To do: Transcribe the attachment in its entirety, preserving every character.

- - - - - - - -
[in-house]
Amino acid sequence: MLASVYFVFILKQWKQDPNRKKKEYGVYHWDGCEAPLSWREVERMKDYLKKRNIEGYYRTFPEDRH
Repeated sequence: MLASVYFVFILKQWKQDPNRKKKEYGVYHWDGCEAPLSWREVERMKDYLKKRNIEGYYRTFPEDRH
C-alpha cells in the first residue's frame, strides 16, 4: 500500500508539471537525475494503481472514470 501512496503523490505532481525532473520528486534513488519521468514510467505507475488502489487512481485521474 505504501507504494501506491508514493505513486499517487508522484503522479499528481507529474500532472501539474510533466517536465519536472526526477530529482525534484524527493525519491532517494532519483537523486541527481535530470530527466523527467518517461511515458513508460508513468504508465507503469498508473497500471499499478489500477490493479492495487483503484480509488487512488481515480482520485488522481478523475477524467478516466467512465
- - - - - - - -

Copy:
[in-house]
Amino acid sequence: MLASVYFVFILKQWKQDPNRKKKEYGVYHWDGCEAPLSWREVERMKDYLKKRNIEGYYRTFPEDRH
Repeated sequence: MLASVYFVFILKQWKQDPNRKKKEYGVYHWDGCEAPLSWREVERMKDYLKKRNIEGYYRTFPEDRH
C-alpha cells in the first residue's frame, strides 16, 4: 500500500508539471537525475494503481472514470 501512496503523490505532481525532473520528486534513488519521468514510467505507475488502489487512481485521474 505504501507504494501506491508514493505513486499517487508522484503522479499528481507529474500532472501539474510533466517536465519536472526526477530529482525534484524527493525519491532517494532519483537523486541527481535530470530527466523527467518517461511515458513508460508513468504508465507503469498508473497500471499499478489500477490493479492495487483503484480509488487512488481515480482520485488522481478523475477524467478516466467512465